Our inability to definitively answer aspects of the control arrangements was partly what prompted us to change our investigative strategy.

Why is Lovelace’s Bernoulli example so difficult?

A taster of what Rainer’s exploration raised for us was the question of memory management.

The Bernoulli numbers form a series in which each new term is generated by a repeated set of operations.

Instructions are coded on Operation Cards – punched cards that specify the instruction to be performed. Associated with each Operation Card are Variable Cards that indicate where the operand is to be found in the Store, and where in the Store a result is to be placed. The relationship between an Operation Card and its Variable Cards is ‘hardwired’ i.e. the association between them is fixed and unalterable.

The Analytical Engine could automatically wind back the set of Operation Cards and rerun them in a loop a prescribed number of times. Since the Variable Cards contain a form of absolute addressing, rerunning the same physical set of Operation Cards will place each new result in the same location in memory i.e. each new result overwrites each last result and, unless printed as they are generated, intermediate results are lost.
For the Bernoulli calculation all prior results in the series are required for the computation of each new result. So results need to be retained in separate locations in the Store for later systematic retrieval.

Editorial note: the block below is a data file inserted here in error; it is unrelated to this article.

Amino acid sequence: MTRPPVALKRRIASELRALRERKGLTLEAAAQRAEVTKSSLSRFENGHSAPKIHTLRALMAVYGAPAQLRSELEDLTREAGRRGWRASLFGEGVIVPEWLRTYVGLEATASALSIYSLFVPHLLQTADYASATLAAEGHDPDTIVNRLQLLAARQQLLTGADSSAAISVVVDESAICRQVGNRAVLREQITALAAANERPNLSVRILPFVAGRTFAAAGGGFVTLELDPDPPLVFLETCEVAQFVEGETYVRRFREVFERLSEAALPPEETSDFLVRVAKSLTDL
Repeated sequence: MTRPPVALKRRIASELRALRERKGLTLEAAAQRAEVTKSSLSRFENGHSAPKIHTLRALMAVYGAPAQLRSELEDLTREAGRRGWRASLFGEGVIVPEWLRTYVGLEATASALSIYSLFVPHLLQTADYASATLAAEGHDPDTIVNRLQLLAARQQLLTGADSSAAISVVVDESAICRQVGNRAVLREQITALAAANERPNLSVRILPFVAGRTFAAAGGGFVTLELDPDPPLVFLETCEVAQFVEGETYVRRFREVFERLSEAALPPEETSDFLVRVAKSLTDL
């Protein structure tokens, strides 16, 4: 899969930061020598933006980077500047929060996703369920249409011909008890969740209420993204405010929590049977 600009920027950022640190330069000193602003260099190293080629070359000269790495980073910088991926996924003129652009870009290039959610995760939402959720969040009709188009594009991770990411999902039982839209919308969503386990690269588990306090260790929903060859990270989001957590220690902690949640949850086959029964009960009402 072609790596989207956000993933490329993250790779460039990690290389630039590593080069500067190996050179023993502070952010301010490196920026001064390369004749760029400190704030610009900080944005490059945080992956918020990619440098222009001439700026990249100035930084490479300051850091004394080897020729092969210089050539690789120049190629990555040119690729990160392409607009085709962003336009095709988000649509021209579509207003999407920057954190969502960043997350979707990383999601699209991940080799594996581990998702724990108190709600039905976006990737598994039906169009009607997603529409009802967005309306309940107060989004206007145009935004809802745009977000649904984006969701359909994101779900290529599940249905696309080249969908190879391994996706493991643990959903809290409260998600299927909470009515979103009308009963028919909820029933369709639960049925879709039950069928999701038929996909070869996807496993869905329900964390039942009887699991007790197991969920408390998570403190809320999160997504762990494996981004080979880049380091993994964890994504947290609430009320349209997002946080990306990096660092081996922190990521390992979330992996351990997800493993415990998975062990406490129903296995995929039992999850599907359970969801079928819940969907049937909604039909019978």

Lovelace’s Bernoulli program describes looped iteration that does not overwrite the results register i.e. each new result is placed in a separate incremented location in the Store. Without a form of indexed or relative addressing it is not evident how this could have been done by rerunning the same set of cards and we have found no evidence in the design drawings for a relative or indexed addressing capability. The late Allan Bromley, whose work on the designs is the most detailed and penetrating to date, surmised that this is something that Babbage did not resolve.

One way of automatically computing a recurrent series and retaining all intermediate results would be to repeat the sequence of operations by feeding in physically repeated sets of cards but associate with each set a different Variable Card to direct each new result to a new location in the Store. This would allow automatic calculation of the Bernoulli sequence. But it is clear that Lovelace wished for a general solution as a demonstration of the complete generality of the Analytical Engine’s capabilities – enter n as the number of Bernoulli numbers needed and press ‘Go’ for the automatic generation of all n Bernoulli numbers in the series using the same looped set of Operation Cards.

Between 1837 and 1840 Babbage wrote some two dozen programs at least two of which involve recurrence relationships of this kind i.e. the calculation of series requiring the repetition of the same sequence of operations to generate each next term. In the two main examples each new result is generated only from the immediately prior result, and each new result overwrites its immediate predecessor. So if the nth term of a series is required the instruction set would be repeated n times and prior results, other than the (n-1)th are not material. If the prior intermediate results are needed they can be printed as they are generated, but they do not need to be retained internally in the Store to continue the series. Such recurrence relations can be computed by rerunning the same physical set of Operations and Variable Cards and overwriting each last result with each new one.